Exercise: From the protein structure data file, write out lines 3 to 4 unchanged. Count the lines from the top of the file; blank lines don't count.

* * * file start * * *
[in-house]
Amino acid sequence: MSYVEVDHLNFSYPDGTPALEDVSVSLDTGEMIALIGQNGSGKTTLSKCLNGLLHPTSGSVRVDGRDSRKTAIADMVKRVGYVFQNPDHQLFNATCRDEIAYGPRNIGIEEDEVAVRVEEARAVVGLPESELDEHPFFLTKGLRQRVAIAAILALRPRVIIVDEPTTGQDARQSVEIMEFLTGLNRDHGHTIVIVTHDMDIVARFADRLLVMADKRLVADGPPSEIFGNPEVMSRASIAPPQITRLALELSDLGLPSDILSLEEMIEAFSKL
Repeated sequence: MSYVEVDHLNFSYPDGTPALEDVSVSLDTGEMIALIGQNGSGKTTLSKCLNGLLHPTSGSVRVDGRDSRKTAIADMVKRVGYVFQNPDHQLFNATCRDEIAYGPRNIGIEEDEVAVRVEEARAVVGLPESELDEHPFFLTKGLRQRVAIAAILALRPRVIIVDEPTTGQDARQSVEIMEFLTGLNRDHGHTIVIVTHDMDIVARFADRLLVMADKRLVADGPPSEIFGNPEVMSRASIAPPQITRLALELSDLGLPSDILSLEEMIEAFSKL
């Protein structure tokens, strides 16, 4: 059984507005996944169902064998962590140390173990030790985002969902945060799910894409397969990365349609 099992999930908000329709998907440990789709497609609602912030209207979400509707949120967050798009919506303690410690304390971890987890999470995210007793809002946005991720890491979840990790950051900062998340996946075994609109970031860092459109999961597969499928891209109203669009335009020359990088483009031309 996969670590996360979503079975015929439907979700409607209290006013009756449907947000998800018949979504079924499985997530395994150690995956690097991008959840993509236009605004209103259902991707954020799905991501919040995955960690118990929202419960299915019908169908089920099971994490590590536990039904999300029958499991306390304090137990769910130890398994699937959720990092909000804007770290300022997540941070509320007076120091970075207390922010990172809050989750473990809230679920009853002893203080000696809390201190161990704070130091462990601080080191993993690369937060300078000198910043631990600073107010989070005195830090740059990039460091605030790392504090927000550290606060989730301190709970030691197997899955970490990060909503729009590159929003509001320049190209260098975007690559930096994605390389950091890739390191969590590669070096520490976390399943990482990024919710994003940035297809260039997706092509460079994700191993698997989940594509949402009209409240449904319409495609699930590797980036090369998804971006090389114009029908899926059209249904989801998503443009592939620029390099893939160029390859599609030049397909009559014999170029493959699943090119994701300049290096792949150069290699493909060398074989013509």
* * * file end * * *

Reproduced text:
Repeated sequence: MSYVEVDHLNFSYPDGTPALEDVSVSLDTGEMIALIGQNGSGKTTLSKCLNGLLHPTSGSVRVDGRDSRKTAIADMVKRVGYVFQNPDHQLFNATCRDEIAYGPRNIGIEEDEVAVRVEEARAVVGLPESELDEHPFFLTKGLRQRVAIAAILALRPRVIIVDEPTTGQDARQSVEIMEFLTGLNRDHGHTIVIVTHDMDIVARFADRLLVMADKRLVADGPPSEIFGNPEVMSRASIAPPQITRLALELSDLGLPSDILSLEEMIEAFSKL
């Protein structure tokens, strides 16, 4: 059984507005996944169902064998962590140390173990030790985002969902945060799910894409397969990365349609 099992999930908000329709998907440990789709497609609602912030209207979400509707949120967050798009919506303690410690304390971890987890999470995210007793809002946005991720890491979840990790950051900062998340996946075994609109970031860092459109999961597969499928891209109203669009335009020359990088483009031309 996969670590996360979503079975015929439907979700409607209290006013009756449907947000998800018949979504079924499985997530395994150690995956690097991008959840993509236009605004209103259902991707954020799905991501919040995955960690118990929202419960299915019908169908089920099971994490590590536990039904999300029958499991306390304090137990769910130890398994699937959720990092909000804007770290300022997540941070509320007076120091970075207390922010990172809050989750473990809230679920009853002893203080000696809390201190161990704070130091462990601080080191993993690369937060300078000198910043631990600073107010989070005195830090740059990039460091605030790392504090927000550290606060989730301190709970030691197997899955970490990060909503729009590159929003509001320049190209260098975007690559930096994605390389950091890739390191969590590669070096520490976390399943990482990024919710994003940035297809260039997706092509460079994700191993698997989940594509949402009209409240449904319409495609699930590797980036090369998804971006090389114009029908899926059209249904989801998503443009592939620029390099893939160029390859599609030049397909009559014999170029493959699943090119994701300049290096792949150069290699493909060398074989013509």